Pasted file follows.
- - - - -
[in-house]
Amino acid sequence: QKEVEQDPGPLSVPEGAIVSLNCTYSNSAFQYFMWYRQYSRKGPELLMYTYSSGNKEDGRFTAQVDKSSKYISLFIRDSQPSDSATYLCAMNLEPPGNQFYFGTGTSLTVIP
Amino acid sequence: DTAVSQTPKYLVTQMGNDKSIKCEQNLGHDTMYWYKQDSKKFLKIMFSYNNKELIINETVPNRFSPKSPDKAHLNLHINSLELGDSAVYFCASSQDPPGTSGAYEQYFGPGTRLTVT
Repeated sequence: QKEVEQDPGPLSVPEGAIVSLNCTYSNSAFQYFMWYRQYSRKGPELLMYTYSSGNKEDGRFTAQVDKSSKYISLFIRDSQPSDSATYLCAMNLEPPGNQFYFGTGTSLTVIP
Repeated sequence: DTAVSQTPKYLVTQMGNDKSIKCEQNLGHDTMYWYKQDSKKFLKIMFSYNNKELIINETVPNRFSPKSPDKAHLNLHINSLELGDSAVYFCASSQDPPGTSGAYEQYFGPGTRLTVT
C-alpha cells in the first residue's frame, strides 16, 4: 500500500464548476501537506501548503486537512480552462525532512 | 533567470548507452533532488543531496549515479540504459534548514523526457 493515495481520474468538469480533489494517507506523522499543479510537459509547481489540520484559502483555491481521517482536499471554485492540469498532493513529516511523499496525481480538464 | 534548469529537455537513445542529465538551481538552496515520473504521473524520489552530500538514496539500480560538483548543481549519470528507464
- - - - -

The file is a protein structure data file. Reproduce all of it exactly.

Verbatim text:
[in-house]
Amino acid sequence: QKEVEQDPGPLSVPEGAIVSLNCTYSNSAFQYFMWYRQYSRKGPELLMYTYSSGNKEDGRFTAQVDKSSKYISLFIRDSQPSDSATYLCAMNLEPPGNQFYFGTGTSLTVIP
Amino acid sequence: DTAVSQTPKYLVTQMGNDKSIKCEQNLGHDTMYWYKQDSKKFLKIMFSYNNKELIINETVPNRFSPKSPDKAHLNLHINSLELGDSAVYFCASSQDPPGTSGAYEQYFGPGTRLTVT
Repeated sequence: QKEVEQDPGPLSVPEGAIVSLNCTYSNSAFQYFMWYRQYSRKGPELLMYTYSSGNKEDGRFTAQVDKSSKYISLFIRDSQPSDSATYLCAMNLEPPGNQFYFGTGTSLTVIP
Repeated sequence: DTAVSQTPKYLVTQMGNDKSIKCEQNLGHDTMYWYKQDSKKFLKIMFSYNNKELIINETVPNRFSPKSPDKAHLNLHINSLELGDSAVYFCASSQDPPGTSGAYEQYFGPGTRLTVT
C-alpha cells in the first residue's frame, strides 16, 4: 500500500464548476501537506501548503486537512480552462525532512 | 533567470548507452533532488543531496549515479540504459534548514523526457 493515495481520474468538469480533489494517507506523522499543479510537459509547481489540520484559502483555491481521517482536499471554485492540469498532493513529516511523499496525481480538464 | 534548469529537455537513445542529465538551481538552496515520473504521473524520489552530500538514496539500480560538483548543481549519470528507464